Strepsiades does not however fit neatly into the type. He is less smart than most of the other central figures, as his complete failure to get his head around any of his lessons shows. He also, unusually, loses. His Plan B backfires and his son instead of putting his newly acquired skills to work for his father turns them against Strepsiades. He is left not just with unpaid and overdue debts but also with threats of prosecution from his clumsy attempts to see off his creditors. Strepsiades does of course bounce back, at least to the point of getting his own back on Socrates in the closing scene of the play. So the hero does ultimately rise above disaster. And in a sense the plan has to backfire; Athenian comedy has little time for intellectuals and in general they get a bad press in the plays of the period. So it would be a strange comedy which allowed a pupil of Socrates an uncomplicated victory. But it is very unusual for a comic hero to fail this way. We know that this was the second version of Clouds. The first version was not a success. Aristophanes liked the play enough to revise it for restaging, though we don’t know if it was actually restaged. We don’t know why it failed first time round. The reasons were probably complicated. And unfortunately it’s difficult to tell how much in the revised version that we have is new. But one wonders if in the first version Strepsiades won in the end, as the hero should and this was too much for an Athenian theatre audience. (© Professor Chris Carey)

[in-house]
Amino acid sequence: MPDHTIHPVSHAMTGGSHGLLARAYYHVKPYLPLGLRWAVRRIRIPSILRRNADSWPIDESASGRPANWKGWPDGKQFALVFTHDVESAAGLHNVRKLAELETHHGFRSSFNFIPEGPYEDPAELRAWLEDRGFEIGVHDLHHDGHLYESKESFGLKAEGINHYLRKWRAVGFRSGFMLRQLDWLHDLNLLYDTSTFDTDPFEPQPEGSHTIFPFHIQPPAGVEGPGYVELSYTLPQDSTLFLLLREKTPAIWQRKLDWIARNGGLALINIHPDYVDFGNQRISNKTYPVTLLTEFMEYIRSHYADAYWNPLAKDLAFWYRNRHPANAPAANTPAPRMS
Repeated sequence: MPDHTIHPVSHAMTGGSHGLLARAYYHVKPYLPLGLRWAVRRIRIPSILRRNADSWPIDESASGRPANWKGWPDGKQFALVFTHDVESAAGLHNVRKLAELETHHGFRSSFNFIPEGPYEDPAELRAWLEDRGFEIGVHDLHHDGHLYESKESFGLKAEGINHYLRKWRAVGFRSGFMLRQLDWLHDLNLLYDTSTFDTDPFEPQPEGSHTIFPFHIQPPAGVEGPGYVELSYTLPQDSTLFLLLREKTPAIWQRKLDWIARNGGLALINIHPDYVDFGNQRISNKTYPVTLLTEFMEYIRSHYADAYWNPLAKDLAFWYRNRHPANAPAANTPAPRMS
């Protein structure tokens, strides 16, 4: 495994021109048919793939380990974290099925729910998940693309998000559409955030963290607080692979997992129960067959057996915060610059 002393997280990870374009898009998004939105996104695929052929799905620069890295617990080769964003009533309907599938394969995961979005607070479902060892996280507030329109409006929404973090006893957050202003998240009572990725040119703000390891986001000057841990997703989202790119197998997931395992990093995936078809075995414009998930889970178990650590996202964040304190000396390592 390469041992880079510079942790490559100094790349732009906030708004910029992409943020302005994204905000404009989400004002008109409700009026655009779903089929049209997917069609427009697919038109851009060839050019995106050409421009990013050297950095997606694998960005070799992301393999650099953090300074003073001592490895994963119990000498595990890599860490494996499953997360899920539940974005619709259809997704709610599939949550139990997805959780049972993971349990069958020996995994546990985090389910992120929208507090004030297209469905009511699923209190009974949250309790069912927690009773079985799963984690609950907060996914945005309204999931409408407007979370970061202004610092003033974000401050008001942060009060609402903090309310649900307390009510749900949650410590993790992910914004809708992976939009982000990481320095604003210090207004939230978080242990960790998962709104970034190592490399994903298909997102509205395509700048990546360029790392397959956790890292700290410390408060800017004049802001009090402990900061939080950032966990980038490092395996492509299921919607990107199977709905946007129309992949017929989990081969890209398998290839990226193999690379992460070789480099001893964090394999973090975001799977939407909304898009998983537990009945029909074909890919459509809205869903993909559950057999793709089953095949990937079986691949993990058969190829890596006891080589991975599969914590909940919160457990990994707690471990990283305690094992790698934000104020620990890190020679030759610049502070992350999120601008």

Aristophanes' Socrates in Context, by Dr Rosa Andújar